He can't hear very well anymore.
His gait is unstable.
The athletic frame that once supported a pretty darn good three sport athlete is gnarled and fragile.
Time overtakes us all, but the lesson he shared with me is timeless. Evergreen. It will never fade, never diminish, never weaken.
Here's the story.
I first had this discussion with him late in his career. He was near retirement, although he really didn't retire, he just kind of quit working sometime in his late seventies. The man loved to put his head down and work.
He didn't reflect on his career often.
As many of you know, representatives from his generation don't talk too much about themselves. They tend to talk about the virtues of other people they admire; or the respect they have for our country; or the responsibility each of us should have to do the right thing.
When these people talk, you listen.
Regarding his career, I came onto the scene late, so I had heard bits and pieces of how it all started. I knew that he didn't pursue his job, it just kind of fell into his lap. But I knew that once he got it, he never looked back. Never wavered.
What he told me that day was why he took the job and why he stuck with it so long.
As many job opportunities go, this one came about through a friend of a friend. My old storyteller, a bit younger at this point, took extra work to make ends meet with three young kids. Today, we call it a side hustle.
The side hustle was a basic bookkeeping job for an accountant friend. The accountant friend, building a new practice, had just agreed to absorb the business of another CPA who recently passed away. The CPA's widow suggested hiring my old storyteller so the clients wouldn't be neglected.
He took the job . . . and here's why.
He took it because he wanted to serve. He wanted to help his accountant friend, the widow, the CPA that passed away, and the CPA's clients.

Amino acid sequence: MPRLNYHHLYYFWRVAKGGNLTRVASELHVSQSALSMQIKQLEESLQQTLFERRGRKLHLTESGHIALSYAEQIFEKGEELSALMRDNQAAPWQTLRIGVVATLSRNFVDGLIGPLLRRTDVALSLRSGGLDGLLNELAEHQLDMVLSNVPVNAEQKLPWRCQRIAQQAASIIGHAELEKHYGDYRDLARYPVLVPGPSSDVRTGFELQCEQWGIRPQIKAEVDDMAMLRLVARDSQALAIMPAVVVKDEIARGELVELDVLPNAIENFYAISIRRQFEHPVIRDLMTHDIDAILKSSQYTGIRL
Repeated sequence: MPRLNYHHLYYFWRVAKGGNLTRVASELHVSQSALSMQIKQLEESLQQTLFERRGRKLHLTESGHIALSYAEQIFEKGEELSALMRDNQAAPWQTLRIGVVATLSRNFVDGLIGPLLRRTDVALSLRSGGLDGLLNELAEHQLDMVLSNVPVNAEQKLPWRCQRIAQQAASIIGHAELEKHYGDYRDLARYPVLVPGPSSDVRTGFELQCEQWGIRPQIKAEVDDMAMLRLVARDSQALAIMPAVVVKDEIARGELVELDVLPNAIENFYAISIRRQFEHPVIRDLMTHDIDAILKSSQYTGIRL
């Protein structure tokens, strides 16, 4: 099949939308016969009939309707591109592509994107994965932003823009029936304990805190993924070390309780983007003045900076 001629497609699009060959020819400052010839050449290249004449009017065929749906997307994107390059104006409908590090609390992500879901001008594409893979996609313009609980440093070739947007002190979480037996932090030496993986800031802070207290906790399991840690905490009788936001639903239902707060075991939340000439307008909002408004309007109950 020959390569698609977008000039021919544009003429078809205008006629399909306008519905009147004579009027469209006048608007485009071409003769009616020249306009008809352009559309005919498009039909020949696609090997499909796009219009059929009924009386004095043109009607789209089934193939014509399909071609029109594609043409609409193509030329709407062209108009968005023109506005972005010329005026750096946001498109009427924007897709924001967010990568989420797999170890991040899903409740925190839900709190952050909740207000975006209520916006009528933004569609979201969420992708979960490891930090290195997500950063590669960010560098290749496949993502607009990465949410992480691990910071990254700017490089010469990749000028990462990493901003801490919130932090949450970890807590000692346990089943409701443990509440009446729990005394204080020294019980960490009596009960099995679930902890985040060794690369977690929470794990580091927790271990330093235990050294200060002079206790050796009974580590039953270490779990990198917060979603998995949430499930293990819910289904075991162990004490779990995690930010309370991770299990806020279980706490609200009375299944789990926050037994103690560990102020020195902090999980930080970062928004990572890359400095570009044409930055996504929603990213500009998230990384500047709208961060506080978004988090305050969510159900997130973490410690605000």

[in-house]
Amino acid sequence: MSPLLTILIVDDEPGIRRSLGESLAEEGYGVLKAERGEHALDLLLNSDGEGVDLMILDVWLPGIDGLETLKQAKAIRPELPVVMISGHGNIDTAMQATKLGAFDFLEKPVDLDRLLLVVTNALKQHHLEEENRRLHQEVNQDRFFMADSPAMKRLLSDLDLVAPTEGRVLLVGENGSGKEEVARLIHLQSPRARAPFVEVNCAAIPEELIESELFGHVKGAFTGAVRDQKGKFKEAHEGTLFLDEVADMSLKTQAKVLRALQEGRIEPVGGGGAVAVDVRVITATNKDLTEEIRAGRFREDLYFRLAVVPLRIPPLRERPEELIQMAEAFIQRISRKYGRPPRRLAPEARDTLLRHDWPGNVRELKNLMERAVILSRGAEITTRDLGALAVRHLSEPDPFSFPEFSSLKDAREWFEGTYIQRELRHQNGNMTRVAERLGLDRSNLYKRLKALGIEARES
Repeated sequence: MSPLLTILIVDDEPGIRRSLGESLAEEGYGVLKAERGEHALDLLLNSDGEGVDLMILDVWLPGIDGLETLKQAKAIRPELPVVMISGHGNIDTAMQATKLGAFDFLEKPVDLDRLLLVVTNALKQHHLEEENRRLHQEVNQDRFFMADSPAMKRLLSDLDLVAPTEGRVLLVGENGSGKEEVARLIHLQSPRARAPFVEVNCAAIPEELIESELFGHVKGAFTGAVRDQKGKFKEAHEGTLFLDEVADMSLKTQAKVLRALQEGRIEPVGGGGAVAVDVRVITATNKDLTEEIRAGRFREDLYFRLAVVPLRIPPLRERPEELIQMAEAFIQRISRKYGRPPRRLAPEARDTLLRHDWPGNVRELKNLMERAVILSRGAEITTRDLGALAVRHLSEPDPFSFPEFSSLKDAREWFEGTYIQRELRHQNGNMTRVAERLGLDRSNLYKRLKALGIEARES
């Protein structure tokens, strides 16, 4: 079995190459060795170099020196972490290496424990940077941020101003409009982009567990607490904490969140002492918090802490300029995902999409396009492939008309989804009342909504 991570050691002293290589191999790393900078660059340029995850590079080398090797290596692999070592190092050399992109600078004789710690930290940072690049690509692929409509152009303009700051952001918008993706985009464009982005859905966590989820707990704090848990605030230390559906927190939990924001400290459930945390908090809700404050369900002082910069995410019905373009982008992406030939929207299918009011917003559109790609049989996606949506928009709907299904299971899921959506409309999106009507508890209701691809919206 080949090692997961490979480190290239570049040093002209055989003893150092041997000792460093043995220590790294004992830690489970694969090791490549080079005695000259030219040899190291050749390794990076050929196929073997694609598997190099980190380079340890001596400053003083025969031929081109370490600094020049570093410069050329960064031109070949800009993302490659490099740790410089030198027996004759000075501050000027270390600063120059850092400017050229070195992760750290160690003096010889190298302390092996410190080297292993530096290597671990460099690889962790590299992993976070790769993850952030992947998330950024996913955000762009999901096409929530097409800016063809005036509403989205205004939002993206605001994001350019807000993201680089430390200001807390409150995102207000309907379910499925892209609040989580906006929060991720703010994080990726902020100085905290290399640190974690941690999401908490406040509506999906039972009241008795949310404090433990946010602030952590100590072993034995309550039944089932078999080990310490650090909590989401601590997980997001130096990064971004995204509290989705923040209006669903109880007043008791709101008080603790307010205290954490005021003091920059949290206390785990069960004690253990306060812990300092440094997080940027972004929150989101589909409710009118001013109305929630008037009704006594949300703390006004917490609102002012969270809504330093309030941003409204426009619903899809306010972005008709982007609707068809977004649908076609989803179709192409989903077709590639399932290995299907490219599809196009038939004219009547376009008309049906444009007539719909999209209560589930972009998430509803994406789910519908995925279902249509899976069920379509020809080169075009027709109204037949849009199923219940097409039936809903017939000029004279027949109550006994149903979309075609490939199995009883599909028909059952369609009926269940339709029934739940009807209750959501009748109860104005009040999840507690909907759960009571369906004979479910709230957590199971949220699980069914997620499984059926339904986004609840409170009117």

Noble, I thought, but so what?
As I mentioned, I entered the story late, so I knew that he never left that job. But I wanted him to fill in the gaps. Why did he decide to stay put? Why did he not keep climbing his career trajectory? How could this not lead to the next rung on the professional ladder?
Then he shared his definition of success.
His accountant friend became his best friend. They retired just a short time apart from each other, despite a significant age difference. I think that is why the storyteller hung on to the job so late into his seventies--he didn't want to leave his friend.
He loved the relationships he developed with the CPA's clients. He served most of them until they died or he quit working. Many of his stories revolved around funny or poignant experiences with them over the years.
The widow never forgot the commitment and service of my storyteller. She loved him until she passed away years later.
A life lived in the service of others. As I age myself, I am starting to think that the old storyteller might be onto something. Maybe this is the true definition of success.
The old storyteller turns 86 today. Happy Birthday, Dad! You have served others, your country, and your family well!